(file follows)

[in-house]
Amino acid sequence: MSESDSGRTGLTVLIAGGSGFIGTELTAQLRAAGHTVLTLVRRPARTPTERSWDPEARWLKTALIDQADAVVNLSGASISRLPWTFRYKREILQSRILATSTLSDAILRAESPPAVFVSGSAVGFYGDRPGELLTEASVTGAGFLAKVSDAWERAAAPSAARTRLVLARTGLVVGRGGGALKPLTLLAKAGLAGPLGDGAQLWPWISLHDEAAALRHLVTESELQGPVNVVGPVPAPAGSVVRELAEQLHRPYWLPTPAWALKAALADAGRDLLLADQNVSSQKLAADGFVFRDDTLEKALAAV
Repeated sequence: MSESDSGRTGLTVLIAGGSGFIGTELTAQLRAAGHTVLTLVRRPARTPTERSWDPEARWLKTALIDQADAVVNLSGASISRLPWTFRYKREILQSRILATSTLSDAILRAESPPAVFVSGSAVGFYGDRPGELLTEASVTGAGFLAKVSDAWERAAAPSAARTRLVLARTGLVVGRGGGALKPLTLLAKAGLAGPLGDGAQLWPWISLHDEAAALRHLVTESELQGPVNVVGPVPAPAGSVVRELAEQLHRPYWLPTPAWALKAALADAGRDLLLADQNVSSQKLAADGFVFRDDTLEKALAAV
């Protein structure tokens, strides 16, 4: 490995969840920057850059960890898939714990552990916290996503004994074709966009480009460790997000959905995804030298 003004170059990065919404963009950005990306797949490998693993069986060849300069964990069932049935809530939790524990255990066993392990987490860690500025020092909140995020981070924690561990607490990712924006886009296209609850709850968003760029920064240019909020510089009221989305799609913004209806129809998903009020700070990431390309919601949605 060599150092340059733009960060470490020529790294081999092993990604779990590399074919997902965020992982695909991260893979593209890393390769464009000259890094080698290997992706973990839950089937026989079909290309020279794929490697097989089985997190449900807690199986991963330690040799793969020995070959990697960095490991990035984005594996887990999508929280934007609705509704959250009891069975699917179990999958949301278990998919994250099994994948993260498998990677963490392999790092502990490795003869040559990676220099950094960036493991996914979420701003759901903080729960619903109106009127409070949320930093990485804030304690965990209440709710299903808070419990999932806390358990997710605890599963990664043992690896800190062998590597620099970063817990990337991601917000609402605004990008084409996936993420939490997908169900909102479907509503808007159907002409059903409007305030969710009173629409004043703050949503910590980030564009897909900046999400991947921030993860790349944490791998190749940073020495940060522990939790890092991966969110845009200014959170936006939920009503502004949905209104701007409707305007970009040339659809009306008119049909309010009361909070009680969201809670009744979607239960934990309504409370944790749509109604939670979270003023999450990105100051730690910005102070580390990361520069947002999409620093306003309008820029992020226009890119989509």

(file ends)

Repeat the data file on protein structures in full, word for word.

[in-house]
Amino acid sequence: MSESDSGRTGLTVLIAGGSGFIGTELTAQLRAAGHTVLTLVRRPARTPTERSWDPEARWLKTALIDQADAVVNLSGASISRLPWTFRYKREILQSRILATSTLSDAILRAESPPAVFVSGSAVGFYGDRPGELLTEASVTGAGFLAKVSDAWERAAAPSAARTRLVLARTGLVVGRGGGALKPLTLLAKAGLAGPLGDGAQLWPWISLHDEAAALRHLVTESELQGPVNVVGPVPAPAGSVVRELAEQLHRPYWLPTPAWALKAALADAGRDLLLADQNVSSQKLAADGFVFRDDTLEKALAAV
Repeated sequence: MSESDSGRTGLTVLIAGGSGFIGTELTAQLRAAGHTVLTLVRRPARTPTERSWDPEARWLKTALIDQADAVVNLSGASISRLPWTFRYKREILQSRILATSTLSDAILRAESPPAVFVSGSAVGFYGDRPGELLTEASVTGAGFLAKVSDAWERAAAPSAARTRLVLARTGLVVGRGGGALKPLTLLAKAGLAGPLGDGAQLWPWISLHDEAAALRHLVTESELQGPVNVVGPVPAPAGSVVRELAEQLHRPYWLPTPAWALKAALADAGRDLLLADQNVSSQKLAADGFVFRDDTLEKALAAV
């Protein structure tokens, strides 16, 4: 490995969840920057850059960890898939714990552990916290996503004994074709966009480009460790997000959905995804030298 003004170059990065919404963009950005990306797949490998693993069986060849300069964990069932049935809530939790524990255990066993392990987490860690500025020092909140995020981070924690561990607490990712924006886009296209609850709850968003760029920064240019909020510089009221989305799609913004209806129809998903009020700070990431390309919601949605 060599150092340059733009960060470490020529790294081999092993990604779990590399074919997902965020992982695909991260893979593209890393390769464009000259890094080698290997992706973990839950089937026989079909290309020279794929490697097989089985997190449900807690199986991963330690040799793969020995070959990697960095490991990035984005594996887990999508929280934007609705509704959250009891069975699917179990999958949301278990998919994250099994994948993260498998990677963490392999790092502990490795003869040559990676220099950094960036493991996914979420701003759901903080729960619903109106009127409070949320930093990485804030304690965990209440709710299903808070419990999932806390358990997710605890599963990664043992690896800190062998590597620099970063817990990337991601917000609402605004990008084409996936993420939490997908169900909102479907509503808007159907002409059903409007305030969710009173629409004043703050949503910590980030564009897909900046999400991947921030993860790349944490791998190749940073020495940060522990939790890092991966969110845009200014959170936006939920009503502004949905209104701007409707305007970009040339659809009306008119049909309010009361909070009680969201809670009744979607239960934990309504409370944790749509109604939670979270003023999450990105100051730690910005102070580390990361520069947002999409620093306003309008820029992020226009890119989509």